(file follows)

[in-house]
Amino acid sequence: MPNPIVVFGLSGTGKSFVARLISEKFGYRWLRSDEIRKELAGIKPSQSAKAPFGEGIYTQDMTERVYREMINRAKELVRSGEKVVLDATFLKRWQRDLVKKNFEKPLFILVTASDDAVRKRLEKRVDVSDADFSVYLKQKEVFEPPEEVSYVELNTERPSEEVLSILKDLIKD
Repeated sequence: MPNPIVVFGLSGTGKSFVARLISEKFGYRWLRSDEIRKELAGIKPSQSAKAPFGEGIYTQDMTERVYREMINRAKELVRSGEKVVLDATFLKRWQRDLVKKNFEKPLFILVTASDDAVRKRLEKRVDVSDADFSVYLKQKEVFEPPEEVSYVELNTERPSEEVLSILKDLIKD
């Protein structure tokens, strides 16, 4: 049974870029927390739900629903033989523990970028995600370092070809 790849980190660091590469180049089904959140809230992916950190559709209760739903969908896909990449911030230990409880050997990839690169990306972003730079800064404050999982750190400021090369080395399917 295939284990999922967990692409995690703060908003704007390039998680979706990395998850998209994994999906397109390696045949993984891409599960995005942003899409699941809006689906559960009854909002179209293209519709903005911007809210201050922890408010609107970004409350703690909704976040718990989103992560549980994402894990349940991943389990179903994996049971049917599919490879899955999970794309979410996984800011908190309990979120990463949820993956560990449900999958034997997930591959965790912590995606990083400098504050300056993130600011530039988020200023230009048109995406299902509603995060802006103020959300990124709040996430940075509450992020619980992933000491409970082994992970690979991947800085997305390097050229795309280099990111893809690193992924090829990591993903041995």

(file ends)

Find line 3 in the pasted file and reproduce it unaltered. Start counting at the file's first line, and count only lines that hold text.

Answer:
Repeated sequence: MPNPIVVFGLSGTGKSFVARLISEKFGYRWLRSDEIRKELAGIKPSQSAKAPFGEGIYTQDMTERVYREMINRAKELVRSGEKVVLDATFLKRWQRDLVKKNFEKPLFILVTASDDAVRKRLEKRVDVSDADFSVYLKQKEVFEPPEEVSYVELNTERPSEEVLSILKDLIKD